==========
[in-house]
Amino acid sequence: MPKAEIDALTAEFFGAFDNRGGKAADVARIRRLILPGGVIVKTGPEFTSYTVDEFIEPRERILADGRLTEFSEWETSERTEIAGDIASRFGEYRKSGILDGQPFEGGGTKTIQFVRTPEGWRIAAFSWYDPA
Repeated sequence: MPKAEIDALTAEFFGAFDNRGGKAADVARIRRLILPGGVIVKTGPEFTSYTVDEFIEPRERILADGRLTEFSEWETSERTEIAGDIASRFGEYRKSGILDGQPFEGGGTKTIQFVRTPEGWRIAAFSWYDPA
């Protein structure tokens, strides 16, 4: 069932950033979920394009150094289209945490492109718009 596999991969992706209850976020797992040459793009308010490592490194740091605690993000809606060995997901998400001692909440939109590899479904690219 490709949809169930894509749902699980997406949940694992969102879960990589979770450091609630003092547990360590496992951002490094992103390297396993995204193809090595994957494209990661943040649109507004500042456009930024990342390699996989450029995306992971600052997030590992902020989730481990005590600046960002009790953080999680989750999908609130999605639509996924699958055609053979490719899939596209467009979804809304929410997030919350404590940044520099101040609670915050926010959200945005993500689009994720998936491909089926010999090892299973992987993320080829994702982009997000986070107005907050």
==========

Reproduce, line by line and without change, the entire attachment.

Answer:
[in-house]
Amino acid sequence: MPKAEIDALTAEFFGAFDNRGGKAADVARIRRLILPGGVIVKTGPEFTSYTVDEFIEPRERILADGRLTEFSEWETSERTEIAGDIASRFGEYRKSGILDGQPFEGGGTKTIQFVRTPEGWRIAAFSWYDPA
Repeated sequence: MPKAEIDALTAEFFGAFDNRGGKAADVARIRRLILPGGVIVKTGPEFTSYTVDEFIEPRERILADGRLTEFSEWETSERTEIAGDIASRFGEYRKSGILDGQPFEGGGTKTIQFVRTPEGWRIAAFSWYDPA
């Protein structure tokens, strides 16, 4: 069932950033979920394009150094289209945490492109718009 596999991969992706209850976020797992040459793009308010490592490194740091605690993000809606060995997901998400001692909440939109590899479904690219 490709949809169930894509749902699980997406949940694992969102879960990589979770450091609630003092547990360590496992951002490094992103390297396993995204193809090595994957494209990661943040649109507004500042456009930024990342390699996989450029995306992971600052997030590992902020989730481990005590600046960002009790953080999680989750999908609130999605639509996924699958055609053979490719899939596209467009979804809304929410997030919350404590940044520099101040609670915050926010959200945005993500689009994720998936491909089926010999090892299973992987993320080829994702982009997000986070107005907050």